By the end of this month, a handful of homeless female veterans and their children will have the opportunity to get back on their feet with transitional housing near downtown Milford.
For more than two years, Home of the Brave Foundation, a nonprofit organization that provides food, shelter and counseling for veterans, has been working to establish a facility for homeless female veterans. The organization finally secured a location at 9 Causey Ave. in Milford, only a few blocks from City Hall, downtown shops and state resources.
But before celebrating an open house last Wednesday evening, dozens of hands worked to scrub and set up donated bedrooms to show off to the public. Cadets from the Cape Henlopen JROTC program spent their after school hours scrubbing, painting and preparing the house for visitors and ultimately, new veteran residents.
Victoria Handlin, a 17-year-old cadet from Milton, said that the experience of cleaning the historic, three-story home was an eye-opener for her.
“Everyone was totally surprised in how far the place has come, especially a lot of the women organizations that sponsored the rooms,” she said. “As a woman, it impacted me a lot because I know one day I’ll be a veteran and it’ll be there for me if I ever need it.”
Handlin said the work she and her fellow cadets did in the few days before the unveiling of the transitional home was simply every day cleaning, but hopes their effort will have much more of an impact on the residents.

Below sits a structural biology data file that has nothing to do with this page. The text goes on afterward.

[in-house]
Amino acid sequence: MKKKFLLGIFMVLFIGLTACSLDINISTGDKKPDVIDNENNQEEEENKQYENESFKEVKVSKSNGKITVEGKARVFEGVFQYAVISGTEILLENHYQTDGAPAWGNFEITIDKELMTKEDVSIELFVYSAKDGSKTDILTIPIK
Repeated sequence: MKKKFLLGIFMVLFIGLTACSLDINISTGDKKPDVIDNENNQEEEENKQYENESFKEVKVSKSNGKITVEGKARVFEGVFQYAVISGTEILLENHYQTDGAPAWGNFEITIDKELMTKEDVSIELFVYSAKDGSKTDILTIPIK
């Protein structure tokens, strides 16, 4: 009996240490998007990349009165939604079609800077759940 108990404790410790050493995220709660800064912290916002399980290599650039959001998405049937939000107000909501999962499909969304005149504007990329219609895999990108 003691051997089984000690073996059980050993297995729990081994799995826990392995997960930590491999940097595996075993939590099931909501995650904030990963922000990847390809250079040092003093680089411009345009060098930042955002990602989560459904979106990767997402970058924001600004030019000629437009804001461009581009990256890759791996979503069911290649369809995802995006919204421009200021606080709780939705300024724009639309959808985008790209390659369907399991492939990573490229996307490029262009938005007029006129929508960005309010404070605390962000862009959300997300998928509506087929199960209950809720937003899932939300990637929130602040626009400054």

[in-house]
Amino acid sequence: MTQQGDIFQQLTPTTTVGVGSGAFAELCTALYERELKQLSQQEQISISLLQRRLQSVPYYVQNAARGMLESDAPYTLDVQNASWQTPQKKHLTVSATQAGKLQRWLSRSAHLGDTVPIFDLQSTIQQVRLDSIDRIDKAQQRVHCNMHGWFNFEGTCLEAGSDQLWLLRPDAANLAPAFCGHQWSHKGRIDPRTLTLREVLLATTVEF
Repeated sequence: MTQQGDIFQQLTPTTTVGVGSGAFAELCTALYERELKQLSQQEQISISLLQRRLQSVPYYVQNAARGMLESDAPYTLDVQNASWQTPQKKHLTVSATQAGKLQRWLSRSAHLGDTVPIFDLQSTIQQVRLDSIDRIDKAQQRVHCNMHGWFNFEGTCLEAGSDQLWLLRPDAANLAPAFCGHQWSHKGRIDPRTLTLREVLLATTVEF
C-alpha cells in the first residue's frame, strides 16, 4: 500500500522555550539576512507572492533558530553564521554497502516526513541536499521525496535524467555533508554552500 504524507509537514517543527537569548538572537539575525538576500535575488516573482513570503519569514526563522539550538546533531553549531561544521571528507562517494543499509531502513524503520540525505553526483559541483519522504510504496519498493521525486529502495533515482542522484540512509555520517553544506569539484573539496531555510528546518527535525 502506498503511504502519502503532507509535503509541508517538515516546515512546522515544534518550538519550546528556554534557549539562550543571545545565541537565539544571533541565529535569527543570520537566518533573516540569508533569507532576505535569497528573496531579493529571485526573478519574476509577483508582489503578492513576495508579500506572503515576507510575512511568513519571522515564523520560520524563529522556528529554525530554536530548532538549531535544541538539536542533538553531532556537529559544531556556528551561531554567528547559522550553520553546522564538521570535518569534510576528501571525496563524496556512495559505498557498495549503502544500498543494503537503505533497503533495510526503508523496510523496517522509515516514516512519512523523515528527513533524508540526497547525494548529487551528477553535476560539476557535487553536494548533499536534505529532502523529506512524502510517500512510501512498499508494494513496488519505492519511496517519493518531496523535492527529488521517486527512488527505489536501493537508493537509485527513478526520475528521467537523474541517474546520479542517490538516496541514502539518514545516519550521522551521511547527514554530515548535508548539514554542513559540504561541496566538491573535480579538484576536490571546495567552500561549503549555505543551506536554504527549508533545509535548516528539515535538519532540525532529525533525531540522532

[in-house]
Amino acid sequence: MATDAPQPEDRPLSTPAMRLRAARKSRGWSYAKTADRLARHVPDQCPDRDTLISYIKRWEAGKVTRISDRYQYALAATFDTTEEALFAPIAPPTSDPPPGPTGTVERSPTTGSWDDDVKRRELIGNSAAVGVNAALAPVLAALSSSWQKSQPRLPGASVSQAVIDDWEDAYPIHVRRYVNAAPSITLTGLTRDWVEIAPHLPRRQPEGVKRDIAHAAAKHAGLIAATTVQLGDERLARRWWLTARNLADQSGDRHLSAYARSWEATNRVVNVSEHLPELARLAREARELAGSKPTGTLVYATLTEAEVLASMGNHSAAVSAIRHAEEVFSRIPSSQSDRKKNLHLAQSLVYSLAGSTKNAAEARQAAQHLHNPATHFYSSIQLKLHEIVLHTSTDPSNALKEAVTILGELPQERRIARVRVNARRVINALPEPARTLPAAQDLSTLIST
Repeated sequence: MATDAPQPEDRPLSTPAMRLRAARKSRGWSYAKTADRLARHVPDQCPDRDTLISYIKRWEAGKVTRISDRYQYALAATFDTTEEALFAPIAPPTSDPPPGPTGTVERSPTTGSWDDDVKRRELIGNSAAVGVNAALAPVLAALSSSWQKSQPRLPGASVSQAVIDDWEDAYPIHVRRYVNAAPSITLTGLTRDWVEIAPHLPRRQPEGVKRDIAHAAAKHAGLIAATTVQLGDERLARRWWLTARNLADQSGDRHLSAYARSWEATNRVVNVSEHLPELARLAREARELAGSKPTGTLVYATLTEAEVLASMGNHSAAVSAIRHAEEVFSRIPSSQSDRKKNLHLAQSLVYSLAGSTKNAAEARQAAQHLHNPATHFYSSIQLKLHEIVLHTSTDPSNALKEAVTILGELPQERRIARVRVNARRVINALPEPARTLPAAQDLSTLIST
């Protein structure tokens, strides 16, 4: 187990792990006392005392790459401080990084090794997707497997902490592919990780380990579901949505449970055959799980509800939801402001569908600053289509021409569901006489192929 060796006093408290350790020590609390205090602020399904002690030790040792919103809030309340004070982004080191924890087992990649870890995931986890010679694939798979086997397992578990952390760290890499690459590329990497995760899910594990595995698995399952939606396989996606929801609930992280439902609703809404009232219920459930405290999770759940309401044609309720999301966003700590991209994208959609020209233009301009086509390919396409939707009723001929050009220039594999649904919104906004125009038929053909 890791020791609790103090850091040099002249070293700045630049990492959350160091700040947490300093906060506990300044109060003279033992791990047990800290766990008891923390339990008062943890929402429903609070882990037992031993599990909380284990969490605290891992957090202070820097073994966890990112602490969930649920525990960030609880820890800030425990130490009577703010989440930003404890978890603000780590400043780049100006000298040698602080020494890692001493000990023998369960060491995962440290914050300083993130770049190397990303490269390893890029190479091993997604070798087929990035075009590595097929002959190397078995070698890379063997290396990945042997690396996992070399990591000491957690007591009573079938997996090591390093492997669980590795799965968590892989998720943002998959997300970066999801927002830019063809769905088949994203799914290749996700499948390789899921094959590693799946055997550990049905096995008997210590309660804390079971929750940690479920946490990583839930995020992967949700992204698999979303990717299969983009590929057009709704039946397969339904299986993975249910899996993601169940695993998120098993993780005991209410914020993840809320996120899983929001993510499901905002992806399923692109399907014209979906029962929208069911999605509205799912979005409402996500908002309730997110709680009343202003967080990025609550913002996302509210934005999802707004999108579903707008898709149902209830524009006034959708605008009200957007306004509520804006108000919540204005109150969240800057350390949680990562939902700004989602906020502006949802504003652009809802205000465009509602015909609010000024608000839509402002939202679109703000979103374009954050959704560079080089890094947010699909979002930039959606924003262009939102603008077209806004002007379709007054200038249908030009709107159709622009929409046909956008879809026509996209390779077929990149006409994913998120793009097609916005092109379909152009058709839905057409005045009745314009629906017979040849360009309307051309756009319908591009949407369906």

“They’re totally going to be 100-percent thankful for everything,” she said. “Now they do have somewhere to go to and they’ll finally feel appreciated.”
Dozens of veteran supporters from across the state showed up to the open house to check out where eight veterans and children will soon be living and working toward self-sufficiency. While many shelters can only support an individual for a short amount of time, Home of the Brave Executive Director Jessica Finan said that while the goal for residents is to be on their own within 6 to 9 months, that the facility can accommodate them for up to two years.
The new female veteran’s facility will mirror Home of the Brave’s male facility, Finan said, especially by providing case management, resume building and career services to help residents build the skills needed to obtain employment and, ultimately, their own housing.
Home of the Brave currently has a one-year lease with Roger Wood, owner of God’s Way to Recovery, with the option to purchase after the first year.
“We’ll be assessing the need and how this property works for it,” Finan said.
Page 2 of 2 - Army veteran Greg Fuller, who visited the property for the first time last Wednesday, said he believes the home will work perfectly for the homeless female veterans that it will soon house.
“This is very good to see,” he said. “Anything we can do for our veterans is very important. We should take care of them.”
Finan said she expects veterans to move in by the end of the month. Currently, inquiries with immediate needs are referred to other facilities outside of Milford. Once Home of the Brave is ready to accept residents, a total of eight people, including the children of female veterans, will be living in the Causey Avenue home.